Let's Make Robots!

How hard would it be to build an Arduino?

I recently assembled the Really Bare Bones Board, pictured below.  It's an Arduino clone in a smaller and more affordable package.

RBBBrevB_front_800.jpg

The board is $12, which is a great deal.  But I want to lower my costs as much as possible.  During a 3-hour car trip today my mind was racing with ideas for potential robots, and I began realizing that for the projects I want to do I'm going to need multiple embedded microcontrollers.  What's more, each microcontroller board will need different appendages ... some with their own voltage regulation, others with motor controllers, some won't need analog input, and some will need LED's while others won't.  I like the idea of having each board with its own specific functions and abilities, rather than wasting money on an all-around package with some things I don't need and lacking something I might need.

Anyway ... the point is that it might make more sense for me to buy ATMega168's with the Arduino bootlegger and make my own microcontrollers.  Problem is ... I'm not entirely sure how to do that ... so maybe you guys can help me out? 

Ok so here's what I know I need: The ATMega168 needs a steady supply of 5 volts.  That's easy enough to pull off with a voltage regulator and a couple of capacitors. Next up is the resonator ... which I have a fairly good understanding of.  I know what pins to connect to, anyway, which I guess is all that matters.  Next up is a test LED, which of course is super easy.  And lastly the reset button, which I'm sure I can figure out.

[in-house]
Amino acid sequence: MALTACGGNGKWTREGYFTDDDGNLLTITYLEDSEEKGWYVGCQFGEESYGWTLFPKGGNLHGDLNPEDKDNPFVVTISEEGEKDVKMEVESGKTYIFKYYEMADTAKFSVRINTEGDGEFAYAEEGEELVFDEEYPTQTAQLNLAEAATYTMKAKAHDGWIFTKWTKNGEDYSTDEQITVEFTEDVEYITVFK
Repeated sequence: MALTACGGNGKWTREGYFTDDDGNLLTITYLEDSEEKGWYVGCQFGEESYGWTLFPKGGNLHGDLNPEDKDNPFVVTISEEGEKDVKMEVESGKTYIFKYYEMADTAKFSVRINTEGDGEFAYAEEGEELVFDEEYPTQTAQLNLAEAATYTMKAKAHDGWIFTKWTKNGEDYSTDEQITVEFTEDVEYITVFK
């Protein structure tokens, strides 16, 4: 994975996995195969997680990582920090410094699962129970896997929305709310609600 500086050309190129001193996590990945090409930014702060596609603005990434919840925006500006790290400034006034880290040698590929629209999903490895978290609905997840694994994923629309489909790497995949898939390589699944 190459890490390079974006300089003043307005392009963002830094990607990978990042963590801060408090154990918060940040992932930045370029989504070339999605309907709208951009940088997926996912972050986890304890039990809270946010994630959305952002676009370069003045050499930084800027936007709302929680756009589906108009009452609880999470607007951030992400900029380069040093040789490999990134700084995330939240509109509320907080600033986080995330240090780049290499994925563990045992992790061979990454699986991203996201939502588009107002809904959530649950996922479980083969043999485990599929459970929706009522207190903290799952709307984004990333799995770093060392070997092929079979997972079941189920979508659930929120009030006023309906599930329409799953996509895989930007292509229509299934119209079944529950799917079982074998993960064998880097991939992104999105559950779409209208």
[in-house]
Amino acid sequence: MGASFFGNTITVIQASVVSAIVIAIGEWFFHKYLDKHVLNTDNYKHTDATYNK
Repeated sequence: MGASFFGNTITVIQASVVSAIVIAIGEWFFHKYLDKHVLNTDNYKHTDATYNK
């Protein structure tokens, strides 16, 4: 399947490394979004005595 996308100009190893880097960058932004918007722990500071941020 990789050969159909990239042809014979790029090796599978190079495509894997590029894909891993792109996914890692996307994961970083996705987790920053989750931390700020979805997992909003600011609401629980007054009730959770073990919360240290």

Other than that, though, I don't know what the microcontroller needs to do its thing.  Looking at the RBBB, I don't know what all that stuff does.  What are the two capacitors for, for example?  There are two 47uF capacitors and I don't know what they do.  Does it allow for analog input via a resistor-capacitor circuit?  What about that diode there?  Is that for blowback voltage?  How about those resistors?  And lastly ... I'm very embarrassed to say I don't even know what the blue thingies are.  I'm assuming they're capacitors, but I could be wrong.

Thanks for helping out a beginner!  Sorry for the big blocks of text ... there's just so much I still don't know!!

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I ran across this ...

http://blog.makezine.com/archive/2007/07/barebones_arduino_on_a_br.html

So ... this Arduino has no capacitors.  If it can function without them, then what the heck are they for? 

Also, this is the RBBB schematic.  It kinda ... sorta ... helped me.  Well really it just confused me further.

http://moderndevice.com/Images/RBBB_revB_800px.gif 

The Arduino has small (22pf) capacitors near the crystal, which are required to guarantee that the oscillator starts up.  But if you're using a ceramic resonator, as shown in the photo, that device includes the capacitors so that you don't need to add them.  But, a ceramic resonator is not as accurate a frequency source as a crystal, which may or may not matter according to your application.  Resonators are also a little bit cheaper than crystals.

There are also some capacitors for decoupling (not quite the same thing as smoothing), connected from Vcc to Ground close to the chip.  The circuit shown in the photo omits these capacitors, which is a bad idea.  The circuit will appear to work, at least at first, but may be subject to random crashes.  The thing is, when a microcontroller crashes, how do you know whether your program had a bug or your hardware had a glitch?  It's best to include the decoupling capacitors and make a reliable controller for your robot.